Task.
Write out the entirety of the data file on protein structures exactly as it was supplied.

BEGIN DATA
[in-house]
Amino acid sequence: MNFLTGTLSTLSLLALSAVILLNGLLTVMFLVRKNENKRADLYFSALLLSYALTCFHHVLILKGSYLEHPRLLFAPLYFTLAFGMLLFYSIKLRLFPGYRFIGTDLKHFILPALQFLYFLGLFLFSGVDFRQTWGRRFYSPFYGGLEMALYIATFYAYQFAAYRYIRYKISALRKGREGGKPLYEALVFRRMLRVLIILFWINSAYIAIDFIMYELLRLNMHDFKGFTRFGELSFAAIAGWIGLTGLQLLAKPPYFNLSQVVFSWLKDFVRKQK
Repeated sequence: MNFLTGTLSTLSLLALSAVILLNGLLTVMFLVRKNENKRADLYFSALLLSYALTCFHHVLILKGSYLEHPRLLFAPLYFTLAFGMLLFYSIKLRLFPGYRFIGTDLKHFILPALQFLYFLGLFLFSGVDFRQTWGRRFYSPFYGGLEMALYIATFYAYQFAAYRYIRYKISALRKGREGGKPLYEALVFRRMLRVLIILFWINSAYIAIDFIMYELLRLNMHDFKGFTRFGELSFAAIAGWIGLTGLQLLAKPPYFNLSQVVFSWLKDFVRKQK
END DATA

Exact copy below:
[in-house]
Amino acid sequence: MNFLTGTLSTLSLLALSAVILLNGLLTVMFLVRKNENKRADLYFSALLLSYALTCFHHVLILKGSYLEHPRLLFAPLYFTLAFGMLLFYSIKLRLFPGYRFIGTDLKHFILPALQFLYFLGLFLFSGVDFRQTWGRRFYSPFYGGLEMALYIATFYAYQFAAYRYIRYKISALRKGREGGKPLYEALVFRRMLRVLIILFWINSAYIAIDFIMYELLRLNMHDFKGFTRFGELSFAAIAGWIGLTGLQLLAKPPYFNLSQVVFSWLKDFVRKQK
Repeated sequence: MNFLTGTLSTLSLLALSAVILLNGLLTVMFLVRKNENKRADLYFSALLLSYALTCFHHVLILKGSYLEHPRLLFAPLYFTLAFGMLLFYSIKLRLFPGYRFIGTDLKHFILPALQFLYFLGLFLFSGVDFRQTWGRRFYSPFYGGLEMALYIATFYAYQFAAYRYIRYKISALRKGREGGKPLYEALVFRRMLRVLIILFWINSAYIAIDFIMYELLRLNMHDFKGFTRFGELSFAAIAGWIGLTGLQLLAKPPYFNLSQVVFSWLKDFVRKQK